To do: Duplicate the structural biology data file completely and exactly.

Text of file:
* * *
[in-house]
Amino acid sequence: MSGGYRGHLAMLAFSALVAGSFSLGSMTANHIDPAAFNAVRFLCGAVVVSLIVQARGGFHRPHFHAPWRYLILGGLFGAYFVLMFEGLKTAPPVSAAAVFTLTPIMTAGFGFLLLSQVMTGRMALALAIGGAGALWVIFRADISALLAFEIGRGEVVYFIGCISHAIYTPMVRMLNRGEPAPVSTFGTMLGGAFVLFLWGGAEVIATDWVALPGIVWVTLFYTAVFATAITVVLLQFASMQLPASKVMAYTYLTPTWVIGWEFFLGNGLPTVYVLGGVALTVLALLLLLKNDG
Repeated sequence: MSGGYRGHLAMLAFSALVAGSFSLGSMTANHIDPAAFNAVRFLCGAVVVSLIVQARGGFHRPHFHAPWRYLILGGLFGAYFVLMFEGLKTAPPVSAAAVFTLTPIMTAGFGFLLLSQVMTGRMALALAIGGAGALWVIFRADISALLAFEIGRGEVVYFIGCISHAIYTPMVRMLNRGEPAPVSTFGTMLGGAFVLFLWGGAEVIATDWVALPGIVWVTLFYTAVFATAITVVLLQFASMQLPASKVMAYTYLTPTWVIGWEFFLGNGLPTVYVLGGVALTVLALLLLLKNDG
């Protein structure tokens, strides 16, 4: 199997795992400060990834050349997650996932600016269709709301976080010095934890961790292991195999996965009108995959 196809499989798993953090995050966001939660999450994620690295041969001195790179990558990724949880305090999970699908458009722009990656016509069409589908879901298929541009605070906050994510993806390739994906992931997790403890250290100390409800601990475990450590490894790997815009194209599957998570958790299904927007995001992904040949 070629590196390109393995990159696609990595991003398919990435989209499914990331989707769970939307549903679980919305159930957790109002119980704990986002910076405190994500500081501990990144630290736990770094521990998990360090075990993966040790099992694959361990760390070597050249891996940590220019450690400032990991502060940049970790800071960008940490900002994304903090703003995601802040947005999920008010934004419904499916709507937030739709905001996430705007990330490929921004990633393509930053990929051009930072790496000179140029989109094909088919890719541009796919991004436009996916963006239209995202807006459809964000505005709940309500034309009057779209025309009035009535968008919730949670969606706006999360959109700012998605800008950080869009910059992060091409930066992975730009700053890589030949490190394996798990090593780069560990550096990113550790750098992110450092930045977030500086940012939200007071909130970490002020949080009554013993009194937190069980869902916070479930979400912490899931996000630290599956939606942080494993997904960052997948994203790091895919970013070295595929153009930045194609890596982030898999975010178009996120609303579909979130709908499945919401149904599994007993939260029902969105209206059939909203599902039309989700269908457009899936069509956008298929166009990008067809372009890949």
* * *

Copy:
[in-house]
Amino acid sequence: MSGGYRGHLAMLAFSALVAGSFSLGSMTANHIDPAAFNAVRFLCGAVVVSLIVQARGGFHRPHFHAPWRYLILGGLFGAYFVLMFEGLKTAPPVSAAAVFTLTPIMTAGFGFLLLSQVMTGRMALALAIGGAGALWVIFRADISALLAFEIGRGEVVYFIGCISHAIYTPMVRMLNRGEPAPVSTFGTMLGGAFVLFLWGGAEVIATDWVALPGIVWVTLFYTAVFATAITVVLLQFASMQLPASKVMAYTYLTPTWVIGWEFFLGNGLPTVYVLGGVALTVLALLLLLKNDG
Repeated sequence: MSGGYRGHLAMLAFSALVAGSFSLGSMTANHIDPAAFNAVRFLCGAVVVSLIVQARGGFHRPHFHAPWRYLILGGLFGAYFVLMFEGLKTAPPVSAAAVFTLTPIMTAGFGFLLLSQVMTGRMALALAIGGAGALWVIFRADISALLAFEIGRGEVVYFIGCISHAIYTPMVRMLNRGEPAPVSTFGTMLGGAFVLFLWGGAEVIATDWVALPGIVWVTLFYTAVFATAITVVLLQFASMQLPASKVMAYTYLTPTWVIGWEFFLGNGLPTVYVLGGVALTVLALLLLLKNDG
């Protein structure tokens, strides 16, 4: 199997795992400060990834050349997650996932600016269709709301976080010095934890961790292991195999996965009108995959 196809499989798993953090995050966001939660999450994620690295041969001195790179990558990724949880305090999970699908458009722009990656016509069409589908879901298929541009605070906050994510993806390739994906992931997790403890250290100390409800601990475990450590490894790997815009194209599957998570958790299904927007995001992904040949 070629590196390109393995990159696609990595991003398919990435989209499914990331989707769970939307549903679980919305159930957790109002119980704990986002910076405190994500500081501990990144630290736990770094521990998990360090075990993966040790099992694959361990760390070597050249891996940590220019450690400032990991502060940049970790800071960008940490900002994304903090703003995601802040947005999920008010934004419904499916709507937030739709905001996430705007990330490929921004990633393509930053990929051009930072790496000179140029989109094909088919890719541009796919991004436009996916963006239209995202807006459809964000505005709940309500034309009057779209025309009035009535968008919730949670969606706006999360959109700012998605800008950080869009910059992060091409930066992975730009700053890589030949490190394996798990090593780069560990550096990113550790750098992110450092930045977030500086940012939200007071909130970490002020949080009554013993009194937190069980869902916070479930979400912490899931996000630290599956939606942080494993997904960052997948994203790091895919970013070295595929153009930045194609890596982030898999975010178009996120609303579909979130709908499945919401149904599994007993939260029902969105209206059939909203599902039309989700269908457009899936069509956008298929166009990008067809372009890949």